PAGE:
The expanding global market
Then there are consumers. While eating insects may be commonplace in some regions, it is not a global phenomenon. Many western consumers are unfamiliar with eating insects, and may take some convincing to make them part of a daily diet (Motoki et al., 2020). However, shifts are starting to happen as more people are choosing to incorporate insects in their diets, especially in ground-up form. Furthermore, insects can be used as high protein feedstocks for animal and poultry production thereby reducing the environmental footprints of the meat and dairy sectors. Therefore, the global market for insects is expanding rapidly and significant export opportunities are opening up for producer nations who need to ensure that they are fully prepared to meet the import criteria of potential overseas markets.
Researchers at the Centre for Business in Society at Coventry University are exploring the potential of one country in particular, Thailand, the world’s largest producer of edible insects. Working with research teams in Mahasarakham University and Khon Kean University in Thailand the project is developing a roadmap to support development of Thailand’s edible insect industry to achieve export-readiness, and provide a sustainable protein alternative for more countries.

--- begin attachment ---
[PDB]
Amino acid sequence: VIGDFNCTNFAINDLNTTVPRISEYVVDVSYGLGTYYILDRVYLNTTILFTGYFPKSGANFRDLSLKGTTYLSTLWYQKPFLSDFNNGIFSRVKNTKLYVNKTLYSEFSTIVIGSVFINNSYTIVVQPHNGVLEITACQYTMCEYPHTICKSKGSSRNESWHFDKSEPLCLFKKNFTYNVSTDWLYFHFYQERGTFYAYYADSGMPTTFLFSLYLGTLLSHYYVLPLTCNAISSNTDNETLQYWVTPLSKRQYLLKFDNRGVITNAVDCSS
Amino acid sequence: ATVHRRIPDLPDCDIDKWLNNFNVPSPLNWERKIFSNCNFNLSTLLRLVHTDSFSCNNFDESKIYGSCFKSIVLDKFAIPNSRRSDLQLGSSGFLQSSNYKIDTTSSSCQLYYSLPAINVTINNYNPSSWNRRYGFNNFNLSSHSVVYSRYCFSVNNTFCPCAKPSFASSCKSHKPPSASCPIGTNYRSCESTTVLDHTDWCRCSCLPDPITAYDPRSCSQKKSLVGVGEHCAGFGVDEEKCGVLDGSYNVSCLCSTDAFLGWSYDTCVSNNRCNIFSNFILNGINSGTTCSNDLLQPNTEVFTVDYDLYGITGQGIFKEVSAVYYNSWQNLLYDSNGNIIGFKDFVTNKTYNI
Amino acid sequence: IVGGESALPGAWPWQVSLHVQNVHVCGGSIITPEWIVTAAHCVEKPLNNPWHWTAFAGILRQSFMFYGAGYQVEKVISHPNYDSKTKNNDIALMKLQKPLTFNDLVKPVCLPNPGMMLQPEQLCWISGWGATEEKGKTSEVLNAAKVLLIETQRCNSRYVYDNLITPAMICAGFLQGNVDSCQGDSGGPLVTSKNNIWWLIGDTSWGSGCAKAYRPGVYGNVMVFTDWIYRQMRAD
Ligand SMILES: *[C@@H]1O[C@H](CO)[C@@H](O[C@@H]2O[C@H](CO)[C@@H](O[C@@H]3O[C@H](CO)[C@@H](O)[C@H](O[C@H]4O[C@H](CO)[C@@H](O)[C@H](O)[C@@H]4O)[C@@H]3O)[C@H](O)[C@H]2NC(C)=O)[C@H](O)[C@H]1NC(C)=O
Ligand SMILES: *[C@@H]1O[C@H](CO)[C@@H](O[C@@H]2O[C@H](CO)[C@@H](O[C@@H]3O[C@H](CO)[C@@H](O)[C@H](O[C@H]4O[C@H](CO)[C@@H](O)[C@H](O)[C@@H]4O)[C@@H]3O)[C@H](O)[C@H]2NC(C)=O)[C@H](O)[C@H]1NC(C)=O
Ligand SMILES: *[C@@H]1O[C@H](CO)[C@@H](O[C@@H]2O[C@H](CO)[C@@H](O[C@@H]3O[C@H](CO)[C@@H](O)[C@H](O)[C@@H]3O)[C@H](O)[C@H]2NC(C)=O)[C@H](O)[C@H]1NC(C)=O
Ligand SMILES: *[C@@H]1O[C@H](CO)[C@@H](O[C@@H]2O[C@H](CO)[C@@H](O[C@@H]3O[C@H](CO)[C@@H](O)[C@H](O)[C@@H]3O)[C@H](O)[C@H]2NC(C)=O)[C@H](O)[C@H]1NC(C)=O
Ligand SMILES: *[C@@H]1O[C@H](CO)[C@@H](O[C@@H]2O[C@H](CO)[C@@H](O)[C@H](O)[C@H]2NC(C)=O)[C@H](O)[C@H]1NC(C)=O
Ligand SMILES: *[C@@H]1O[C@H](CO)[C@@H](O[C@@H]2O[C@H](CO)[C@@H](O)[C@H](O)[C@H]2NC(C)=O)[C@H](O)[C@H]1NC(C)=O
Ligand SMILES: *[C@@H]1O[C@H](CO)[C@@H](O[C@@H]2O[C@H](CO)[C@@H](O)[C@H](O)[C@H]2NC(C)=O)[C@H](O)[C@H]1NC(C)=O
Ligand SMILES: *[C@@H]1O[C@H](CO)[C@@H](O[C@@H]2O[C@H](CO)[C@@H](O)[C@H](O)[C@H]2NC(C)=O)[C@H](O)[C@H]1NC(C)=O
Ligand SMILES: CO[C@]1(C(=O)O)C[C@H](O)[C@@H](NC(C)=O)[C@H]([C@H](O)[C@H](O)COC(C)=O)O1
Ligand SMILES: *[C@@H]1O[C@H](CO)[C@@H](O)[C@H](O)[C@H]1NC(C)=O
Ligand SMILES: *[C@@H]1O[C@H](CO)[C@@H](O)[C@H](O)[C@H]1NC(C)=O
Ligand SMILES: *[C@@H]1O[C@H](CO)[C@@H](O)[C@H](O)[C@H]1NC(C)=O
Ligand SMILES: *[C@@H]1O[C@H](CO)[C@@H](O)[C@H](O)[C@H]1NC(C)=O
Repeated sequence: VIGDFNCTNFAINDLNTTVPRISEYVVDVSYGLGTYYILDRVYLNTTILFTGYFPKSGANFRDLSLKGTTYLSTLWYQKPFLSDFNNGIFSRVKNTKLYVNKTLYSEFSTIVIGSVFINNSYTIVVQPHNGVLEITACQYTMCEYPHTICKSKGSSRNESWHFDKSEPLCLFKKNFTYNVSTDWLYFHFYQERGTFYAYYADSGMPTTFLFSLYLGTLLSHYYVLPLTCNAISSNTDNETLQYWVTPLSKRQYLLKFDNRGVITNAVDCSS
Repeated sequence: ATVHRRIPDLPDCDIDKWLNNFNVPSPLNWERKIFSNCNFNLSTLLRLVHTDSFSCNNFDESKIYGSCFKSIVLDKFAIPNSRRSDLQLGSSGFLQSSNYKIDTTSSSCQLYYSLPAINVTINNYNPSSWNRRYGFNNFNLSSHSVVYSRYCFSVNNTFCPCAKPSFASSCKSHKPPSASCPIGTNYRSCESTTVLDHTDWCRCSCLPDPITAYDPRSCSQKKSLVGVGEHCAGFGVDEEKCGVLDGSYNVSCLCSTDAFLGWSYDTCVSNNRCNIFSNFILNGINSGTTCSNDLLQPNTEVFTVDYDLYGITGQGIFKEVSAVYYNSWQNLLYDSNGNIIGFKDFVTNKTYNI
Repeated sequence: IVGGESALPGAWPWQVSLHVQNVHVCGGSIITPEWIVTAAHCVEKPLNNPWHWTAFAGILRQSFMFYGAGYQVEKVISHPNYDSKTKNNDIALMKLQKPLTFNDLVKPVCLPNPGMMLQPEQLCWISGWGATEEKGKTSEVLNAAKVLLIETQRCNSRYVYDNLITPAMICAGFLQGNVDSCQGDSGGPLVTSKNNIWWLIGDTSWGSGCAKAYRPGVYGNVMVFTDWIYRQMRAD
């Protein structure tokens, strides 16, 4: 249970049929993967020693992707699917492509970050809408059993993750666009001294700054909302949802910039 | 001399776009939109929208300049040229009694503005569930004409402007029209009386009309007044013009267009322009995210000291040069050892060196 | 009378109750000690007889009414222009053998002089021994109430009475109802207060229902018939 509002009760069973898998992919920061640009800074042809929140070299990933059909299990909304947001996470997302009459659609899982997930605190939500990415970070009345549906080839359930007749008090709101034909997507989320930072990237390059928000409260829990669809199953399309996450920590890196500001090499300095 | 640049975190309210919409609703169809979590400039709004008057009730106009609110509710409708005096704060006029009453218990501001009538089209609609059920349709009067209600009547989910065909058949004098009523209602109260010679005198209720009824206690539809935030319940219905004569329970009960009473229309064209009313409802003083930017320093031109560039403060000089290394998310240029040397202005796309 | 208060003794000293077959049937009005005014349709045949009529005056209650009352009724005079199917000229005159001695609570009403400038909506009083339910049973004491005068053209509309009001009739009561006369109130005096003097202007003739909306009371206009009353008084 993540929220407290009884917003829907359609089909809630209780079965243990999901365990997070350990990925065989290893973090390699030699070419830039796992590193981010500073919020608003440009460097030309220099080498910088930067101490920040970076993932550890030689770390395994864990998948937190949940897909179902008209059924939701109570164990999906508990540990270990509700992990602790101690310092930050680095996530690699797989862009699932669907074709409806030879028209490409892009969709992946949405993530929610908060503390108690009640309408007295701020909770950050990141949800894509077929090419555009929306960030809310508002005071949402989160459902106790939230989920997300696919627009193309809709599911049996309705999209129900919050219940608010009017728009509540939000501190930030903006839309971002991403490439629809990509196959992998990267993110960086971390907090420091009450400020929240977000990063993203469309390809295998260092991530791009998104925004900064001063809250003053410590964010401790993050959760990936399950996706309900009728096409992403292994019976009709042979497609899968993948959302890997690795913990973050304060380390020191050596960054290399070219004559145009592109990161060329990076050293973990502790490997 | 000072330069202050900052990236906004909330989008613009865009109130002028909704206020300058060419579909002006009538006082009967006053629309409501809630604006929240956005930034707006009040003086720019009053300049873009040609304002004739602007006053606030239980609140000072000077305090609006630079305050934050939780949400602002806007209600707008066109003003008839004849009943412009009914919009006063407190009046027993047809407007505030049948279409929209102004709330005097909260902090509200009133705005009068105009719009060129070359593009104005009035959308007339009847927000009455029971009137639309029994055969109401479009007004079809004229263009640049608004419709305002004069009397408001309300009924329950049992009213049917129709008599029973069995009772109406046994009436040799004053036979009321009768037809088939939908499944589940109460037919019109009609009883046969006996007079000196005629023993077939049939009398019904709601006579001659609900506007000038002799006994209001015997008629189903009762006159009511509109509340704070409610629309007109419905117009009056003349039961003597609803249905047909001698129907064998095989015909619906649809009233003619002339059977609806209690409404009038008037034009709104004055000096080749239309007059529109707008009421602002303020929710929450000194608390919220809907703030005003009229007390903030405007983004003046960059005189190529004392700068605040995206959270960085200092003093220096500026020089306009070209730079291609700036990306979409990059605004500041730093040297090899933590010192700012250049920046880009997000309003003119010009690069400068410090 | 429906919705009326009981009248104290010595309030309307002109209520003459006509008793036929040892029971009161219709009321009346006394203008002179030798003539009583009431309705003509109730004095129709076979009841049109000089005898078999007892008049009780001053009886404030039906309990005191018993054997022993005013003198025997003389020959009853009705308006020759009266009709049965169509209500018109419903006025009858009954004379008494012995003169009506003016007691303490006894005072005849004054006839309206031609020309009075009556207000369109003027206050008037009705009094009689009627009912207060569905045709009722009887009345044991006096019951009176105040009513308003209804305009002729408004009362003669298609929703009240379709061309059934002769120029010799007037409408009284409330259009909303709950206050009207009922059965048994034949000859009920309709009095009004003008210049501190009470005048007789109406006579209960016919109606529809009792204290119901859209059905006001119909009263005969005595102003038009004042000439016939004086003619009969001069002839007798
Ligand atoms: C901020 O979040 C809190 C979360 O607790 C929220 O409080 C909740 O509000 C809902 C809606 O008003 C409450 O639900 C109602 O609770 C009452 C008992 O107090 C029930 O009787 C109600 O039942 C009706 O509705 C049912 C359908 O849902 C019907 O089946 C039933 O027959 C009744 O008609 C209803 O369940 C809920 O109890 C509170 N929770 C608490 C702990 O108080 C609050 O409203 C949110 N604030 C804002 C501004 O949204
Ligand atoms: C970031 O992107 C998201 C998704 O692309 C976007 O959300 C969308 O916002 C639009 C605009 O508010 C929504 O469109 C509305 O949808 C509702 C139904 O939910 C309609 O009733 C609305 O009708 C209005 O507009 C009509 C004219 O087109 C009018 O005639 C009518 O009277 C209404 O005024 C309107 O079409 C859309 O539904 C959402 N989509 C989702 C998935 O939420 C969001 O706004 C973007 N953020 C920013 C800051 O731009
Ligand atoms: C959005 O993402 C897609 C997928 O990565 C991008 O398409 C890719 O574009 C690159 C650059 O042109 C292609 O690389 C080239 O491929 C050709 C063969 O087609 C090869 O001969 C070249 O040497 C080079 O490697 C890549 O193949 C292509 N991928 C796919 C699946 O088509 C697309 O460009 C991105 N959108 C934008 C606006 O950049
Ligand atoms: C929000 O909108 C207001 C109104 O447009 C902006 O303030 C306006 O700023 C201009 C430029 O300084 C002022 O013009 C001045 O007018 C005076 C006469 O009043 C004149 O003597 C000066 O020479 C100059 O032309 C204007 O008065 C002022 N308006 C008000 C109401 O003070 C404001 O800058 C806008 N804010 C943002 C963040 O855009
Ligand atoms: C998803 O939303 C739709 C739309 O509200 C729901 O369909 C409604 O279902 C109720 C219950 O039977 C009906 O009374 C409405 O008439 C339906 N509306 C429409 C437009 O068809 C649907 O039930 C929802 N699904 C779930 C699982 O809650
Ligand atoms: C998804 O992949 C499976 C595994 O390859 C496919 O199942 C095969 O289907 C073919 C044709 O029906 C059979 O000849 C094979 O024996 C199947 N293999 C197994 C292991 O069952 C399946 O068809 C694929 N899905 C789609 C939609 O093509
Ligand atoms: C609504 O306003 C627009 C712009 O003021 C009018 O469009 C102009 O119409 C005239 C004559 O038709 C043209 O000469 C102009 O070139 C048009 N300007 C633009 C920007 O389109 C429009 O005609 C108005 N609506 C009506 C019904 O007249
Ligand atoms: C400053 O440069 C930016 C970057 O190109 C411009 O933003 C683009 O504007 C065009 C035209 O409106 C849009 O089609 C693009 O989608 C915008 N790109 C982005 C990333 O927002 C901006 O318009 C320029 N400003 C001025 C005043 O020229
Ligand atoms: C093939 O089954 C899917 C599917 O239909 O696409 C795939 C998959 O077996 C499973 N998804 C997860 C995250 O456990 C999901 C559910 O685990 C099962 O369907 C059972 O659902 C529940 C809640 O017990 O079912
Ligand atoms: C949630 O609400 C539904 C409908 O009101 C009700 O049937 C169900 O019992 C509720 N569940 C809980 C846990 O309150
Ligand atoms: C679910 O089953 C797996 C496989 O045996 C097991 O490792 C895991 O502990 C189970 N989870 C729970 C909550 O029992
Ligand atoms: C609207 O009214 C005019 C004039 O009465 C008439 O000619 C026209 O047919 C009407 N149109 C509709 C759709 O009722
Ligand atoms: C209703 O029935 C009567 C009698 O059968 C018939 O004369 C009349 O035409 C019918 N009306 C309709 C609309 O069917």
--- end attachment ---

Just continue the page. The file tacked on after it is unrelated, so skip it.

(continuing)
For more information about the project please visit: https://insectclub.weebly.com/
Boffey, D. (2020) Edible insects set to be approved by EU in ‘breakthrough moment’, the Guardian. Available at: http://www.theguardian.com/environment/2020/apr/03/insects-likely-approved-human-consumption-by-eu (Accessed: 20 May 2021).
Eat Grub (2021) Why eat insects and insect powders as a source of food? Eat Grub, Eat Grub. Available at: https://www.eatgrub.co.uk/why-eat-insects/ (Accessed: 18 October 2021).
FAO (2013) Edible insects: future prospects for food and feed security. Rome: Food and Agriculture Organization of the United Nations (FAO forestry paper, 171).
FAO (2019) Food systems at risk: New trends and challenges. Rome: FAO.
Hanboonsong, T., Jamjanya, T. and Durst, P. (2013) Six-legged livestock: edible insect farming, collection and marketing in Thailand. Bangkok: Regional Office for Asia and the Pacific of the Food and Agriculture Organization of the United Nations.
Milman, O. (2021) ‘Meat accounts for nearly 60% of all greenhouse gases from food production, study finds’, The Guardian, 13 September. Available at: https://www.theguardian.com/environment/2021/sep/13/meat-greenhouses-gases-food-production-study (Accessed: 18 October 2021).
Motoki, K. et al. (2020) ‘Contextual acceptance of insect-based foods’, Food Quality and Preference, 85. doi:https://doi.org/10.1016/j. foodqual.2020.103982.
Ordoñez-Araque, R. and Egas-Montenegro, E. (2021) ‘Edible insects: A food alternative for the sustainable development of the planet’, International Journal of Gastronomy and Food Science, 23, p. 100304. doi:10.1016/j.ijgfs.2021.100304.
Xu, X. et al. (2021) ‘Global greenhouse gas emissions from animal-based foods are twice those of plant-based foods’, Nature Food, 2(9), pp. 724–732. doi:10.1038/s43016-021-00358-x.